2. For Trade Assignment Waivers (only): If a player is claimed by more than one club, the club in the player's own league with the lowest winning percentage is awarded the claim, even if that club has a higher winning percentage than the club or clubs making a claim from the other league. So a player placed on Trade Assignment Waivers must first be "waived out of his own league" before he can be assigned to a club in the other league.
PROCEDURE FOR AWARDING OF WAIVER CLAIMS (TIME OF THE YEAR)
1. During the off-season and up through the first 30 days of he MLB regular season, the previous season's MLB standings are used to determine waiver claim priority.
2. Beginning on the 31st day of the MLB regular season through the conclusion of the MLB regular season, the MLB standings as of the date the player clears waivers are used to determine waiver claim priority, with the previous season's MLB standings only used to break ties.
RESTRICTIONS ON WAIVER REQUESTS:
1. A club can place no more than seven players on waivers per day, and a club can make a maximum of 50 waiver claims per week.
2. A player on a Disabled List cannot be placed on assignment waivers during Spring Training, and a player on a Disabled List cannot be placed on assignment waivers during the MLB regular season until he is both eligible to be reinstated from the DL and healthy enough to play.
3. Neither assignment waivers nor release waivers can be requested on a player while he is on the Bereavement List, Military List, Suspended List, Disqualified List, or Ineligible List.
4. Outright Release Waivers (but NOT assignment waivers) may be requested on a player while he is on the Voluntary Retired List.
5. A player cannot be traded while he is on waivers.
6. A player can be on only one type of waivers at any one time.
RESTRICTION ON MAKING WAIVER CLAIMS:
A club is not permitted to make a waiver claim and then trade the player to another club if the purpose of the claim was to prevent a third club from being awarded the waiver claim. (A waiver claim that is judged by the MLB Commissioner to have been made for this purpose will be revoked).
I don't think his issue(s) will have anything to do with it. He hasn't hit since he's been back. Coghlan has the hot hand.
I'm not a denier but definitely a skeptic on Strop and Grimm, who struggle with fastball control. Strop doesn't go near the ninth inning, and note how Grimm couldn't close the deal even with a 5-run lead. So Felix Pena comes in and gets the 3-pitch game-ending strikeout like it was nothing.
And how about Almora missing that very catchable ball? That was unexpected after all the hype about his glove.
When Trea Turner misses balls like that--which he does--I draw conclusions from it. It seems to be the one chink in his armor. But I'll give Almora another chance.
Assuming Soler is good to go, I think it comes down to 3 of the following 4: Coghlan, TLS, Sczcur, Almora. Of the 4, TLS seems to be the hardest to justify, particularly given his behavioral issues.
I'm wondering if both Coghlan and LaStella make it. With Javy being able to play all the infield spots and Joe maybe wanting late-inning D when Soler plays (assuming he plays), hence either Szczur or Almora, I think LaStella might be the odd guy out.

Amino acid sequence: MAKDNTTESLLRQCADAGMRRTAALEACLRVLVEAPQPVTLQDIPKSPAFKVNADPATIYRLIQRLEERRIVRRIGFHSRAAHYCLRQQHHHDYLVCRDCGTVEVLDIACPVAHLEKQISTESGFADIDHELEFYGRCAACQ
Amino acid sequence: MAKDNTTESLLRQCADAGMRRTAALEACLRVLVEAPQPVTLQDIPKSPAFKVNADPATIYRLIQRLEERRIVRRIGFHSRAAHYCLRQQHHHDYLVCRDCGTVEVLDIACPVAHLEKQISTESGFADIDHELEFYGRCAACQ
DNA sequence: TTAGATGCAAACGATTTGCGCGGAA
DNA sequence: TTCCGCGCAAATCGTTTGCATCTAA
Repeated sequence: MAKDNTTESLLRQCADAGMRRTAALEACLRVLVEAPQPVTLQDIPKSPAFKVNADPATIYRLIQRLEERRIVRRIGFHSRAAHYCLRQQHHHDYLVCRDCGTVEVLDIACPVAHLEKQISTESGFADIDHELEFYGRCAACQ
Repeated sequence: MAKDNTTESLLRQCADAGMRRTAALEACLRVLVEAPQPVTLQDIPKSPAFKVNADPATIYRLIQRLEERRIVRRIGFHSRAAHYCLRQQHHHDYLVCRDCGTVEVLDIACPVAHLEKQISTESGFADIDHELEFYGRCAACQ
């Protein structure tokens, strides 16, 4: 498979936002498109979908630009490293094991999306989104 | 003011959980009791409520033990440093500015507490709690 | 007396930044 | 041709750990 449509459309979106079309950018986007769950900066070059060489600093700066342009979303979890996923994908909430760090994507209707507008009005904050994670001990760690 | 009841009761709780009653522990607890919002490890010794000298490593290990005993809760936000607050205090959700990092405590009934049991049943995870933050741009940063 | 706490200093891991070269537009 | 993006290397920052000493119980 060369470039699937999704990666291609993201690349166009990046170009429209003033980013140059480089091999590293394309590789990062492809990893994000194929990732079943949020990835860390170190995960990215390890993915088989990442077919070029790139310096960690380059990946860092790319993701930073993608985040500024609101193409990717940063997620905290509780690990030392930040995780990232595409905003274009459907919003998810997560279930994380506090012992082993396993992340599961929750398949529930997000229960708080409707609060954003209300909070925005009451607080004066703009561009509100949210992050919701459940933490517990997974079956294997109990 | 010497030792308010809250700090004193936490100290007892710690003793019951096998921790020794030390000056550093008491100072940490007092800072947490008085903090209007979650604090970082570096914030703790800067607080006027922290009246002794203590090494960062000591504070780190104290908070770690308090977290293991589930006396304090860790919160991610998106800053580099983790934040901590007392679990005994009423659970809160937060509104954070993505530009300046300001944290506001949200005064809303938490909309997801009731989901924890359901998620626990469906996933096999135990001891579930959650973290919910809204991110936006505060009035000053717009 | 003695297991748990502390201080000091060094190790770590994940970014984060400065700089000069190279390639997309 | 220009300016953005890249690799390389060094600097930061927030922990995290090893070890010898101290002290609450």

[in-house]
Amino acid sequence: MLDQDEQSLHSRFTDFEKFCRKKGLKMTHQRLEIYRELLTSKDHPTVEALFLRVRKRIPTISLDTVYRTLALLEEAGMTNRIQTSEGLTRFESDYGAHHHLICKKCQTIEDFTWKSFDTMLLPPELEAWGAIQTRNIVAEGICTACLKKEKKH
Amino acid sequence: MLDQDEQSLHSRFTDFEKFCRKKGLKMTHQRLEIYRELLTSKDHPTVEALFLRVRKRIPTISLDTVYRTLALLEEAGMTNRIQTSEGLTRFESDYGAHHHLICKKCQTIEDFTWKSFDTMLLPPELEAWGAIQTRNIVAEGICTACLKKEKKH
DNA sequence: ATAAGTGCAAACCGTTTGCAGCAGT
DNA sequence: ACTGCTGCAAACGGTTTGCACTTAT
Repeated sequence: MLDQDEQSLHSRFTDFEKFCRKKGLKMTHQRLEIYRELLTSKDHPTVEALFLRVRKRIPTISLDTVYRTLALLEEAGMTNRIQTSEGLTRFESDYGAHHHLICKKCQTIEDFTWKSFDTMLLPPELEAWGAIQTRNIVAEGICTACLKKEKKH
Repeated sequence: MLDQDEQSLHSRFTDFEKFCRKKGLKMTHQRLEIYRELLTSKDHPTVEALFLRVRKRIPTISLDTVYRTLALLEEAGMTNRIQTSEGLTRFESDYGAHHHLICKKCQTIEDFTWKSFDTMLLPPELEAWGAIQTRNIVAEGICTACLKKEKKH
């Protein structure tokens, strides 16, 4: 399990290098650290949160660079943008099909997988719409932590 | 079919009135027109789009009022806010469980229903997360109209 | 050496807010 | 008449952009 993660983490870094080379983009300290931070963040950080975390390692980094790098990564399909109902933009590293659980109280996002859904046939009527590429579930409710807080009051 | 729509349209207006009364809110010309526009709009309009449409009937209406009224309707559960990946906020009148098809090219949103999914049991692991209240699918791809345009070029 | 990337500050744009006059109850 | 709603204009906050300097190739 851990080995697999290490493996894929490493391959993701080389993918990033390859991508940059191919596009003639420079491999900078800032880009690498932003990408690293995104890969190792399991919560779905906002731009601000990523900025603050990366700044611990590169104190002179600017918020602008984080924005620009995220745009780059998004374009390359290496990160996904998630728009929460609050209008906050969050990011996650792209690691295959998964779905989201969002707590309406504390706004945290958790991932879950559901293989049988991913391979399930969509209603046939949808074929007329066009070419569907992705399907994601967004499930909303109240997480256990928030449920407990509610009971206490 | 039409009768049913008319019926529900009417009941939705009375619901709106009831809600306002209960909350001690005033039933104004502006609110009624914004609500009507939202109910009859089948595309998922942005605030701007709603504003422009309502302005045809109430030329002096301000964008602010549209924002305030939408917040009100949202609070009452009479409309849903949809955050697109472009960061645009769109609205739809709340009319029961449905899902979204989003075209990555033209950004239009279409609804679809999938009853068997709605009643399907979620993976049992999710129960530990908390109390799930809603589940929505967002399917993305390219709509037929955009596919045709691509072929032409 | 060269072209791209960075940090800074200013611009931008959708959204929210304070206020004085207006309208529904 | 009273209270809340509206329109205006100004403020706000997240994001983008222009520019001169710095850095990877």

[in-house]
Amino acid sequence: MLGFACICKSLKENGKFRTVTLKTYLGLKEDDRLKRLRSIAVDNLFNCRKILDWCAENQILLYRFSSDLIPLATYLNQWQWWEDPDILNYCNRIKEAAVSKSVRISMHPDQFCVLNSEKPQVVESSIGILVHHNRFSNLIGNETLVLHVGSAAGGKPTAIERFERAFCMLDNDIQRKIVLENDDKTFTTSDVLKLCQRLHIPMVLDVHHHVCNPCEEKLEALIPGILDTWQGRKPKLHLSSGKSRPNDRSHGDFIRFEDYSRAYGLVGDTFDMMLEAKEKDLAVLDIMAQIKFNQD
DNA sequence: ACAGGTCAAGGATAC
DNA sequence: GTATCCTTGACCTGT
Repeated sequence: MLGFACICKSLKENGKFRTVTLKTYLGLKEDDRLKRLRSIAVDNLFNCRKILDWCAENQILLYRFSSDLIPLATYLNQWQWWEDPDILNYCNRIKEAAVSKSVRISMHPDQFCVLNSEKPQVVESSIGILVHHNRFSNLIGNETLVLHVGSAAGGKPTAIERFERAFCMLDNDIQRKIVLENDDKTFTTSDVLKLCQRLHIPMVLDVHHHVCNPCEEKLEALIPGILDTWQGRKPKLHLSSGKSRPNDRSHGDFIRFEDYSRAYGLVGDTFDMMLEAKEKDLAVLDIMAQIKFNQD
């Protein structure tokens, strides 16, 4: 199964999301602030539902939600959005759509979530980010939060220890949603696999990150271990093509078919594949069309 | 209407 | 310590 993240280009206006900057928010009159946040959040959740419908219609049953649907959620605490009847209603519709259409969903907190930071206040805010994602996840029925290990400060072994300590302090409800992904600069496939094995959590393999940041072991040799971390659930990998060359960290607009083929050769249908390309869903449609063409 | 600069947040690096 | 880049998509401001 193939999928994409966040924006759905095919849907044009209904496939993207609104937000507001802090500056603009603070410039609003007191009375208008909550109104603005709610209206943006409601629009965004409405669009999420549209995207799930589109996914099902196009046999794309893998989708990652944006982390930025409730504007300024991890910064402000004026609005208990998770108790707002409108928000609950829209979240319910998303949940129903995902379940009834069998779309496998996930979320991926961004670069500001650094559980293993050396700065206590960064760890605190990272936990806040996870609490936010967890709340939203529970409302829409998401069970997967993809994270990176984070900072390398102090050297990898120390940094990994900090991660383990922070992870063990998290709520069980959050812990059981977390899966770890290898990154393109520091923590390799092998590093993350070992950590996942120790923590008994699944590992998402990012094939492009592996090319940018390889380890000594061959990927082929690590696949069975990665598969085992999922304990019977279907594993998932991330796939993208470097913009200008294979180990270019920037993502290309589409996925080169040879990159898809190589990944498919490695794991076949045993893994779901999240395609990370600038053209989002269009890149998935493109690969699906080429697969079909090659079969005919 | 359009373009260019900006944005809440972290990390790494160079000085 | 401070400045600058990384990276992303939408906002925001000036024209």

Hendricks needs the win, anyway, plus a couple more.
My hunch is that Hendricks wins the Cy Young . . . for Lester. That is, without Hendricks tipping the scale toward the Cubs, Scherzer tops Lester.
Old Cub fans remember when Ken Hubbs died at 22 in the crash of a small plane he was piloting in a storm in Utah in 1964. But Hubbs was not an elite power pitcher like Score and Fernandez. Score lived a long time after the accident but it was (effectively) career-ending.
HAGSAG: Since I've only seen them throw in one game and in one "live" BP session, all I can do is provide initial first impressions.
Brailyn Marquez is listed at 6'4 but is probably more like 6'5 or 6'6. I would describe him as a younger version of Bryan Hudson, throwing a ton of ground balls but not getting a lot of swings & misses (yet). Because of his size he could eventually grow into more velocity, but right now he's mostly a pitch-to-contact guy. He generally throws strikes.
Phil, do Marquez and Ocampo look like prospects?
It helps when your defense has declared war against the H in WHIP.
Lackey finishes with a 3.35 ERA. Currently good for 13th in the NL. Not bad for a guy signed to be a #3 starter in a 15-team league.
He is also 6th in WHIP. Pretty amazing: Cubs have the #2, #3, #5 and #6 starters in WHIP.
Completely meaningless game, but Pena striking out Sean the Turd to with the bases loaded was very fun.
Other than one bad game in SD, Pena has been very good. Even with that game, 9.0 IP, 13 K, 0.89 WHIP.
101 wins...most since 1910 (104).
neat. ...or sad. pick one. pick both. 'murica.
Just looked up Grimm's stats -- after a great run, he gave up 2 runs vs. MIL then didn't pitch for 10 days. Don't remember why?
Sean Rodriguez's helmet looks like it's taking a dump
Grimm not doing himself any favors lately re: making the playoff squad. Seems to have lost the feel for his curveball.
j.grimm is literally worse than hitler.
felix pena, your turn.